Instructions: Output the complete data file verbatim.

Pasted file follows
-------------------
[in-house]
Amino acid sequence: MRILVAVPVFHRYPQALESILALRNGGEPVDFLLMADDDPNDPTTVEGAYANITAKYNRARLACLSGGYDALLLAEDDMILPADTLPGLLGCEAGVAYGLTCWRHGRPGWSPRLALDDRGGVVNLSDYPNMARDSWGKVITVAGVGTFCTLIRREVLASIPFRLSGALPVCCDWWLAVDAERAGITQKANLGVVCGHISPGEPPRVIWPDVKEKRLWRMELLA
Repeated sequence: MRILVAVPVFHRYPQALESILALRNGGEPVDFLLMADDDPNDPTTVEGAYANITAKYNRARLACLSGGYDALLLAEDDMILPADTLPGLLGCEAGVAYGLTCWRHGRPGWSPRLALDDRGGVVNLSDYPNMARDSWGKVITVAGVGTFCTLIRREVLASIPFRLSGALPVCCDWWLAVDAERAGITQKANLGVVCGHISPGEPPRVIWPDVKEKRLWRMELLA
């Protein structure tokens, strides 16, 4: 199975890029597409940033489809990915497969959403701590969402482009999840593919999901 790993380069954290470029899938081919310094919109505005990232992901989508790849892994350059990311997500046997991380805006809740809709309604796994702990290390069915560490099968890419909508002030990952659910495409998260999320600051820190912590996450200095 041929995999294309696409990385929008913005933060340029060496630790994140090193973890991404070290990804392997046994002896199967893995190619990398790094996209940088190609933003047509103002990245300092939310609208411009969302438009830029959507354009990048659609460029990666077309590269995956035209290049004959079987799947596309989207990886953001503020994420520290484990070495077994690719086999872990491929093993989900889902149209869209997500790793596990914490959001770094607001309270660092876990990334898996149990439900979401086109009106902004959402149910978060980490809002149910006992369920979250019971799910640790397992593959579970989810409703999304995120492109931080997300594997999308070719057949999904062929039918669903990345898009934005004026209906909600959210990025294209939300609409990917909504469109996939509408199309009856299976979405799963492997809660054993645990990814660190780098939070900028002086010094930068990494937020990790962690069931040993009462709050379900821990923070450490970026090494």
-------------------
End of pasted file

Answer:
[in-house]
Amino acid sequence: MRILVAVPVFHRYPQALESILALRNGGEPVDFLLMADDDPNDPTTVEGAYANITAKYNRARLACLSGGYDALLLAEDDMILPADTLPGLLGCEAGVAYGLTCWRHGRPGWSPRLALDDRGGVVNLSDYPNMARDSWGKVITVAGVGTFCTLIRREVLASIPFRLSGALPVCCDWWLAVDAERAGITQKANLGVVCGHISPGEPPRVIWPDVKEKRLWRMELLA
Repeated sequence: MRILVAVPVFHRYPQALESILALRNGGEPVDFLLMADDDPNDPTTVEGAYANITAKYNRARLACLSGGYDALLLAEDDMILPADTLPGLLGCEAGVAYGLTCWRHGRPGWSPRLALDDRGGVVNLSDYPNMARDSWGKVITVAGVGTFCTLIRREVLASIPFRLSGALPVCCDWWLAVDAERAGITQKANLGVVCGHISPGEPPRVIWPDVKEKRLWRMELLA
């Protein structure tokens, strides 16, 4: 199975890029597409940033489809990915497969959403701590969402482009999840593919999901 790993380069954290470029899938081919310094919109505005990232992901989508790849892994350059990311997500046997991380805006809740809709309604796994702990290390069915560490099968890419909508002030990952659910495409998260999320600051820190912590996450200095 041929995999294309696409990385929008913005933060340029060496630790994140090193973890991404070290990804392997046994002896199967893995190619990398790094996209940088190609933003047509103002990245300092939310609208411009969302438009830029959507354009990048659609460029990666077309590269995956035209290049004959079987799947596309989207990886953001503020994420520290484990070495077994690719086999872990491929093993989900889902149209869209997500790793596990914490959001770094607001309270660092876990990334898996149990439900979401086109009106902004959402149910978060980490809002149910006992369920979250019971799910640790397992593959579970989810409703999304995120492109931080997300594997999308070719057949999904062929039918669903990345898009934005004026209906909600959210990025294209939300609409990917909504469109996939509408199309009856299976979405799963492997809660054993645990990814660190780098939070900028002086010094930068990494937020990790962690069931040993009462709050379900821990923070450490970026090494």